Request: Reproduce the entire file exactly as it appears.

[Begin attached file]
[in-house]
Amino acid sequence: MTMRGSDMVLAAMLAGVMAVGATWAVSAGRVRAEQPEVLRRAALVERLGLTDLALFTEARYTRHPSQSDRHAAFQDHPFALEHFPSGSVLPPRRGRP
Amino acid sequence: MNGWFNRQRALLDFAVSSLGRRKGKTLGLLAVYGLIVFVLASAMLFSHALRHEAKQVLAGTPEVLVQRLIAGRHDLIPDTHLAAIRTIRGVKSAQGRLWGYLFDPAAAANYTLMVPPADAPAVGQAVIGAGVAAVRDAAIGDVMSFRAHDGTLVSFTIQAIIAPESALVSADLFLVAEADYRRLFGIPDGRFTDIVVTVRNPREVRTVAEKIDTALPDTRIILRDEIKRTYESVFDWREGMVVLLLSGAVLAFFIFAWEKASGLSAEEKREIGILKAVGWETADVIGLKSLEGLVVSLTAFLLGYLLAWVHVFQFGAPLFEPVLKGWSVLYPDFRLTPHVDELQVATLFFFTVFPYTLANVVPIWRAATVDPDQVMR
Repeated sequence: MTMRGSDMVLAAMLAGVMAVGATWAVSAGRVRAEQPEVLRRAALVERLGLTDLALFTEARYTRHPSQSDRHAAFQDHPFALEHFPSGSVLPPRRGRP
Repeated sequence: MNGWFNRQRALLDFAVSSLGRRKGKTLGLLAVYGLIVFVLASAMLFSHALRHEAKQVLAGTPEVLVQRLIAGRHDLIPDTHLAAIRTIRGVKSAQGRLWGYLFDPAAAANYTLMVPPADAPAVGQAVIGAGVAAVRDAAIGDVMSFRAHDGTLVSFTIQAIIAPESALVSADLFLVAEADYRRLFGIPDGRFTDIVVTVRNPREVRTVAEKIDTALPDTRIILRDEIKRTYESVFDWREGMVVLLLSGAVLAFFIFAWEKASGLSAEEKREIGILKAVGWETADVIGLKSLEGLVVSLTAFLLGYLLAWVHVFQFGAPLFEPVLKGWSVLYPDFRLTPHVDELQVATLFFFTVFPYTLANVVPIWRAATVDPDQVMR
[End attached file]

[in-house]
Amino acid sequence: MTMRGSDMVLAAMLAGVMAVGATWAVSAGRVRAEQPEVLRRAALVERLGLTDLALFTEARYTRHPSQSDRHAAFQDHPFALEHFPSGSVLPPRRGRP
Amino acid sequence: MNGWFNRQRALLDFAVSSLGRRKGKTLGLLAVYGLIVFVLASAMLFSHALRHEAKQVLAGTPEVLVQRLIAGRHDLIPDTHLAAIRTIRGVKSAQGRLWGYLFDPAAAANYTLMVPPADAPAVGQAVIGAGVAAVRDAAIGDVMSFRAHDGTLVSFTIQAIIAPESALVSADLFLVAEADYRRLFGIPDGRFTDIVVTVRNPREVRTVAEKIDTALPDTRIILRDEIKRTYESVFDWREGMVVLLLSGAVLAFFIFAWEKASGLSAEEKREIGILKAVGWETADVIGLKSLEGLVVSLTAFLLGYLLAWVHVFQFGAPLFEPVLKGWSVLYPDFRLTPHVDELQVATLFFFTVFPYTLANVVPIWRAATVDPDQVMR
Repeated sequence: MTMRGSDMVLAAMLAGVMAVGATWAVSAGRVRAEQPEVLRRAALVERLGLTDLALFTEARYTRHPSQSDRHAAFQDHPFALEHFPSGSVLPPRRGRP
Repeated sequence: MNGWFNRQRALLDFAVSSLGRRKGKTLGLLAVYGLIVFVLASAMLFSHALRHEAKQVLAGTPEVLVQRLIAGRHDLIPDTHLAAIRTIRGVKSAQGRLWGYLFDPAAAANYTLMVPPADAPAVGQAVIGAGVAAVRDAAIGDVMSFRAHDGTLVSFTIQAIIAPESALVSADLFLVAEADYRRLFGIPDGRFTDIVVTVRNPREVRTVAEKIDTALPDTRIILRDEIKRTYESVFDWREGMVVLLLSGAVLAFFIFAWEKASGLSAEEKREIGILKAVGWETADVIGLKSLEGLVVSLTAFLLGYLLAWVHVFQFGAPLFEPVLKGWSVLYPDFRLTPHVDELQVATLFFFTVFPYTLANVVPIWRAATVDPDQVMR